Luca Cordero di Montezemolo is one of Italy’s best-known businessmen and currently chairman of the luxury sports car maker, Ferrari. The dashing millionaire from the northern region of Piedmont comes from a long line of audacious military leaders. But these days he has been conducting  something of a guerrilla war against the Berlusconi government as he flirts with a political career of his own.

On Monday he stepped his attacks up a notch and openly called for the Prime Minister to resign.

“We are at the point of no return,” said Montezemolo  in an editorial in Left-leaning daily La Repubblica. “There is not a minute to lose. The private savings of Italians, social unity and Italy’s membership in the euro system are all at risk.”

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With a net worth in the hundreds of millions, it is doubtful whether Montezemolo’s savings face as much risk as everyone else’s, but there is increasing concern that the problems in the eurozone’s third-largest economy could lead to the collapse of the whole bloc.

Silvio Berlusconi is now facing renewed pressure to introduce the reforms he promised to European Union leaders in Brussels just days ago, after bond yields on Monday surged to their highest level since the euro was introduced in 1999.

As world leaders are about to gather in the French city of Cannes for this week’s G-20 summit, fears about Italy’s spiralling debt and soaring interest rates seem set to overtake the Prime Minister’s personal reassurances to stimulate growth and help stem the eurozone crisis.

Jittery investors clearly need some convincing. Milan stocks took a battering and yields on Italy’s 10-year bonds jumped to 6.16% with the spread against the German benchmark bond rising well over 400 points.

There was more bad news for the 75-year-old premier on Monday — a spike in inflation and a boom in unemployment. At a time when Berlusconi wants to make it easier to dismiss workers, the jobless rate rose to 8.3% and youth unemployment climbed to a worrying 29.3% — the highest rate since 2004.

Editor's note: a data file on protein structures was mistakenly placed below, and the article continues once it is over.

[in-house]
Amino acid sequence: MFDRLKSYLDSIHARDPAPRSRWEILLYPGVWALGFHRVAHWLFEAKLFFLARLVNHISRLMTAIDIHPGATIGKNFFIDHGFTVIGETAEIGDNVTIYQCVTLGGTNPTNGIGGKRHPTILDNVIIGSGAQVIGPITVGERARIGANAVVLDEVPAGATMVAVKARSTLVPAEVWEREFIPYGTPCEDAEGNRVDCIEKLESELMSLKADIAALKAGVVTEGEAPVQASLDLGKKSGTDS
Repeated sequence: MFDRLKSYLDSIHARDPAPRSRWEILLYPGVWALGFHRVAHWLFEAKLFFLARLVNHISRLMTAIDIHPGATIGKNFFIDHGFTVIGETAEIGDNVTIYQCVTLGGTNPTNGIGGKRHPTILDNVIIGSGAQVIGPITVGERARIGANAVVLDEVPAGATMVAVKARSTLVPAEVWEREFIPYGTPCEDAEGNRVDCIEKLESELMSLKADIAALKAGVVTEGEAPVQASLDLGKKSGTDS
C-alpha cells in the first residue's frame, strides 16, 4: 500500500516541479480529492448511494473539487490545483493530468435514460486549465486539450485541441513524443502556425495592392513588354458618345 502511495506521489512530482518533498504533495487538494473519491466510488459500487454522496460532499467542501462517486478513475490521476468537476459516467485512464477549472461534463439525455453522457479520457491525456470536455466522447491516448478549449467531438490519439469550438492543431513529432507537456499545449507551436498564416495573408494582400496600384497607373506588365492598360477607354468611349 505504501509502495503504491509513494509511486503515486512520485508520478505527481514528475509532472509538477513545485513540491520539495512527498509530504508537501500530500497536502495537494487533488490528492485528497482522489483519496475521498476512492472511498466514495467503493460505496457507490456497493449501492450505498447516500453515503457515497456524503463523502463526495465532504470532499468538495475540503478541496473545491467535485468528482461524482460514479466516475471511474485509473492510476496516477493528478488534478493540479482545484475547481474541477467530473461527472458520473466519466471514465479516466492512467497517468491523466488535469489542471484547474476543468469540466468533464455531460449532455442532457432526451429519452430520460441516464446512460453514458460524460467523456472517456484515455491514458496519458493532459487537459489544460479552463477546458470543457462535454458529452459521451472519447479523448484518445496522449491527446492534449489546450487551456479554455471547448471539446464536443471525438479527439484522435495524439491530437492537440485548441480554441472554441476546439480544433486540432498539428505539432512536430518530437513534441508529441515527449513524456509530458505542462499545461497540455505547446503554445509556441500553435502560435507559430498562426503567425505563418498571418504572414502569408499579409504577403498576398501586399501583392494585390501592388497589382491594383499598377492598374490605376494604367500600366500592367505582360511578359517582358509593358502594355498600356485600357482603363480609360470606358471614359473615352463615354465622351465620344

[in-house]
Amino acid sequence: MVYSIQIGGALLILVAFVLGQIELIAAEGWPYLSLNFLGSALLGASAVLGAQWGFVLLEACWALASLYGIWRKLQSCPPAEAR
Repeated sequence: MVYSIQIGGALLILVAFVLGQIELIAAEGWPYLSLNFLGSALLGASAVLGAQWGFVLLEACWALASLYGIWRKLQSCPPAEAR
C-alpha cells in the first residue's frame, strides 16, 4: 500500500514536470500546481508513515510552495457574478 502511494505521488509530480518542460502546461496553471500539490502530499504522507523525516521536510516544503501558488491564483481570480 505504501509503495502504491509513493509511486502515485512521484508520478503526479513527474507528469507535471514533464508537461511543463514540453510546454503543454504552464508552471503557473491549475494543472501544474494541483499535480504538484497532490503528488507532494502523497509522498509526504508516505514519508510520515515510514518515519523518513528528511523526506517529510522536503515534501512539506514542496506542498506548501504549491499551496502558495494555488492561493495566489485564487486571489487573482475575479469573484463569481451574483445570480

Labour Minister Maurizio Sacconi immediately warned Italy could be in for another period of political violence, as tensions rise over reforms, but the opposition reserved its attacks for the premier.

“Italy is in serious danger,” said Pier Luigi Bersani, leader of the main opposition Democratic Party. “And it is totally evident that the government’s promises to the European Union have had no effect on the executive’s poor credibility or its inadequate commitments.”

Mario Draghi,  the outgoing governor of the Bank of Italy who assumes his new post as head of the European Central Bank on Tuesday, will be under pressure to ensure Berlusconi delivers on his reforms and  avoid following Greece, Ireland and Portugal.

But the future of Berlusconi’s proposals are linked very much to his own precarious leadership, which appears to be crumbling from within.

His latest pledge to raise the retirement age and reform employment laws has had no endorsement from his embittered Finance Minister Giulio Tremonti, whose signature was absent from the letter Berlusconi presented to the European Commission, and his irascible coalition partner Umberto Bossi from the Northern League is still wary of the proposed pension reforms.

Berlusconi who is still facing trial on under-age prostitution, corruption and tax fraud charges, has rejected previous calls to resign, repeating on Friday that he would serve out his term until 2013. But there is growing division within the government’s ranks and speculation that the government will fall as early as the new year and forced to call early elections.

James Walston, professor of international relations at the American University in Rome, sees a greater risk.

“The danger is that the government will continue its muddle, not face either Europe or the League by which time we will all be in the middle of the river,” Walston said. “The more hopeful scenario is that Berlusconi will have to demand more votes of confidence and Bossi finally pulls the plug.”

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Peter Fray
Peter Fray
Editor-in-chief
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